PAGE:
One of the men in Tyvek had paused in his work. Bloodshot eyes, nearly crimson, his dark skin ashen, VapoRub daubed beneath his nostrils in twin greasy streaks.
“Special agent, NCIS,” she said.
He crossed the living room on stainless-steel risers the investigators used like stepping-stones over the blood. He chewed gum, said, “William Brock, Special Agent in Charge. Let’s talk.”
Brock led her through the narrow kitchen, the few men gathered there no longer wearing their Tyvek, their shirts and ties rumpled from hours of work, their faces wan with sleeplessness. Brock, however, seemed tireless — like he would charge bullish until this killer was caught. Angry, almost scowling as he led Moss, as if personally offended by what had happened here. He was sizeable, his voice a resonant baritone in a room of hushed voices.
“Right through here, in this little den,” he said, pulling aside the flimsy accordion door of a room that branched off from the kitchen.
The rest of the house had been soullessly updated over the years, but the den remained unchanged, seemingly untouched since Moss had seen it last. The effect was unnerving — like this little patch had been forgotten when the rest of time had passed on. Faux-wood paneling, a gaudy light fixture that cast the room in amber. Even the particleboard desk and metal filing cabinets were similar, if not the same pieces left over. Courtney had once found a stash of letters in one of those cabinets that her parents had written as they were divorcing. The girls had sat on the front stoop and read them aloud to each other-Moss struck by how earnest, how almost childish a grown man’s letters to his wife could be, nothing different from high-school breakup letters, she’d thought, no difference at all. Nothing changes. The human heart doesn’t age.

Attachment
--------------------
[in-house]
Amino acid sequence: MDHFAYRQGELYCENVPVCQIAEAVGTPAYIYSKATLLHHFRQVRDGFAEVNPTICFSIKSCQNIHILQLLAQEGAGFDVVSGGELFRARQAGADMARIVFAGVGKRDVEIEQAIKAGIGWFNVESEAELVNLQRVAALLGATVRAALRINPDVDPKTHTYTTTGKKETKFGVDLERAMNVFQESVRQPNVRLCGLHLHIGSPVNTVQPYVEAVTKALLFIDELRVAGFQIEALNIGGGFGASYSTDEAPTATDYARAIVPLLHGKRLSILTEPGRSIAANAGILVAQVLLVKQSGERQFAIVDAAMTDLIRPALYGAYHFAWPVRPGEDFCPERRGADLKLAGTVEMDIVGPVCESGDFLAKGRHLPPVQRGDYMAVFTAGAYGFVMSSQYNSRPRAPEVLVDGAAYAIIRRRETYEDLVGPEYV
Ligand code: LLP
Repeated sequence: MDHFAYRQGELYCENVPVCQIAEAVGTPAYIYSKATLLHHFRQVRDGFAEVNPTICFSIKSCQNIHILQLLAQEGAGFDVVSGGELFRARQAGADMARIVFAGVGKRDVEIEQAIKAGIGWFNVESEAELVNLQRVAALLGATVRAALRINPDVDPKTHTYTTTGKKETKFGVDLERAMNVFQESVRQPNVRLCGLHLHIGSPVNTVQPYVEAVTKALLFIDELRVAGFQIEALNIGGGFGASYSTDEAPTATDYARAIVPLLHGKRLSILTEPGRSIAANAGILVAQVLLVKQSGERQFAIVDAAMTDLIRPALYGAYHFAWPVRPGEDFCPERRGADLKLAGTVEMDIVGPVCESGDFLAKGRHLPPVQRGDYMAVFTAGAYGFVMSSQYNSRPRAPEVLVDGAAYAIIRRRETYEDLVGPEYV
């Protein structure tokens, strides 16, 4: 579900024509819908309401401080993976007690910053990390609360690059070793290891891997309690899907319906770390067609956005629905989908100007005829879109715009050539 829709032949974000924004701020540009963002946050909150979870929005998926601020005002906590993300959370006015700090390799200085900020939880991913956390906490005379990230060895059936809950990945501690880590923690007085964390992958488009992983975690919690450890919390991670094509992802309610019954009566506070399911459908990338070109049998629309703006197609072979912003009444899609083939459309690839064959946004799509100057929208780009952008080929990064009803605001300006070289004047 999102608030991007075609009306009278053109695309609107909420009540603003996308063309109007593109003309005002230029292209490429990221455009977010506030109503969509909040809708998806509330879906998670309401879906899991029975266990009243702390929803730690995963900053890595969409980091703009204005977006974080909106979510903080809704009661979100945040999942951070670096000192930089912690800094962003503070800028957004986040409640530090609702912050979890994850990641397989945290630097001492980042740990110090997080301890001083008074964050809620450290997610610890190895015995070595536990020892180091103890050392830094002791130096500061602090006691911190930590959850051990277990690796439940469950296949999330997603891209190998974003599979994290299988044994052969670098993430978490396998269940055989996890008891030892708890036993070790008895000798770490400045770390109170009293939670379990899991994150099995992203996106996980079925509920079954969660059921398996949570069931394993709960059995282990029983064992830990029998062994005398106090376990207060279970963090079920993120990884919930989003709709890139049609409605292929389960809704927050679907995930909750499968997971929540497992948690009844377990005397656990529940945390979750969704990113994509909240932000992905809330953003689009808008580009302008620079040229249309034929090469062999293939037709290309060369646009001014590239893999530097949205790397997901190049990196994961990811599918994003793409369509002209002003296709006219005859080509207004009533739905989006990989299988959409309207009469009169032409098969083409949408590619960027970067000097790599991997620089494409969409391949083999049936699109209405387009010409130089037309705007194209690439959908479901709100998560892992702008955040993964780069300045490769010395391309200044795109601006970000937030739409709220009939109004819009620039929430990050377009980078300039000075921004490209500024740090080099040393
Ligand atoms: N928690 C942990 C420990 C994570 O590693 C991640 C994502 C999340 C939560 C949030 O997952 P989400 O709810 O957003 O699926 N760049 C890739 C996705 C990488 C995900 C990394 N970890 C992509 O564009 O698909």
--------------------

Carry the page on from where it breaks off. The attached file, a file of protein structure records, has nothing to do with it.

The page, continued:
“Do we have pictures of the victims?” asked Moss. “Anything recent? It’s impossible to tell what they might have looked like.”
“We have some albums,” said Brock. “Fotomat receipts and negatives. We’ll get them to you once they’re developed. Have you had a chance to see the entire scene? Upstairs?”
“I’ll need to see upstairs,” said Moss.
Brock folded closed the accordion door. “I need to talk with you, clear up a few things,” he said, taking a seat behind the particleboard desk. “The FBI’s deputy director called me in the middle of the night, pulled me from bed. I don’t receive calls from him on a regular basis. He told me there’s a federal crime scene in Canonsburg, told me to lock it down.”